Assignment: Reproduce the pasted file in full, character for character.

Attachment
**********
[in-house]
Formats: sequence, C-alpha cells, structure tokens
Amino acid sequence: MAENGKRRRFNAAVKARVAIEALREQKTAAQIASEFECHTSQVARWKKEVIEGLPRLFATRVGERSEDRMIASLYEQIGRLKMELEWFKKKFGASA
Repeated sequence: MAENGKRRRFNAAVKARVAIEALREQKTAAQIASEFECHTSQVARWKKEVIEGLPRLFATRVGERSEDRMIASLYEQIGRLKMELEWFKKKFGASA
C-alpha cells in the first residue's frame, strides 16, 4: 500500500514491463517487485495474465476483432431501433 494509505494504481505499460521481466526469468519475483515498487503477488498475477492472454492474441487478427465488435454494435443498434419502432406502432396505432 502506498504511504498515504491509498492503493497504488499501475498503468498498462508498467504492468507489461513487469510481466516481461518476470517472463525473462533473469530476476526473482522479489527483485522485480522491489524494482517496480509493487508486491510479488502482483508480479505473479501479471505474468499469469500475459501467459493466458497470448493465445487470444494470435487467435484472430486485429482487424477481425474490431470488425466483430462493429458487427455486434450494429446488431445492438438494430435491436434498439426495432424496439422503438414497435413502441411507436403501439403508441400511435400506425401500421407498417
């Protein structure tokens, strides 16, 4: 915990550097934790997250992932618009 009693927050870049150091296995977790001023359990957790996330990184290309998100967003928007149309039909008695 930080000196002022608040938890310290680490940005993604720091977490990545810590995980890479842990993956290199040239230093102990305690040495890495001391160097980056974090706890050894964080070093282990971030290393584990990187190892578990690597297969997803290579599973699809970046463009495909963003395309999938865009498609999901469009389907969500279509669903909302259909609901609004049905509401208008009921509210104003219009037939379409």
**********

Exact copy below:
[in-house]
Formats: sequence, C-alpha cells, structure tokens
Amino acid sequence: MAENGKRRRFNAAVKARVAIEALREQKTAAQIASEFECHTSQVARWKKEVIEGLPRLFATRVGERSEDRMIASLYEQIGRLKMELEWFKKKFGASA
Repeated sequence: MAENGKRRRFNAAVKARVAIEALREQKTAAQIASEFECHTSQVARWKKEVIEGLPRLFATRVGERSEDRMIASLYEQIGRLKMELEWFKKKFGASA
C-alpha cells in the first residue's frame, strides 16, 4: 500500500514491463517487485495474465476483432431501433 494509505494504481505499460521481466526469468519475483515498487503477488498475477492472454492474441487478427465488435454494435443498434419502432406502432396505432 502506498504511504498515504491509498492503493497504488499501475498503468498498462508498467504492468507489461513487469510481466516481461518476470517472463525473462533473469530476476526473482522479489527483485522485480522491489524494482517496480509493487508486491510479488502482483508480479505473479501479471505474468499469469500475459501467459493466458497470448493465445487470444494470435487467435484472430486485429482487424477481425474490431470488425466483430462493429458487427455486434450494429446488431445492438438494430435491436434498439426495432424496439422503438414497435413502441411507436403501439403508441400511435400506425401500421407498417
């Protein structure tokens, strides 16, 4: 915990550097934790997250992932618009 009693927050870049150091296995977790001023359990957790996330990184290309998100967003928007149309039909008695 930080000196002022608040938890310290680490940005993604720091977490990545810590995980890479842990993956290199040239230093102990305690040495890495001391160097980056974090706890050894964080070093282990971030290393584990990187190892578990690597297969997803290579599973699809970046463009495909963003395309999938865009498609999901469009389907969500279509669903909302259909609901609004049905509401208008009921509210104003219009037939379409």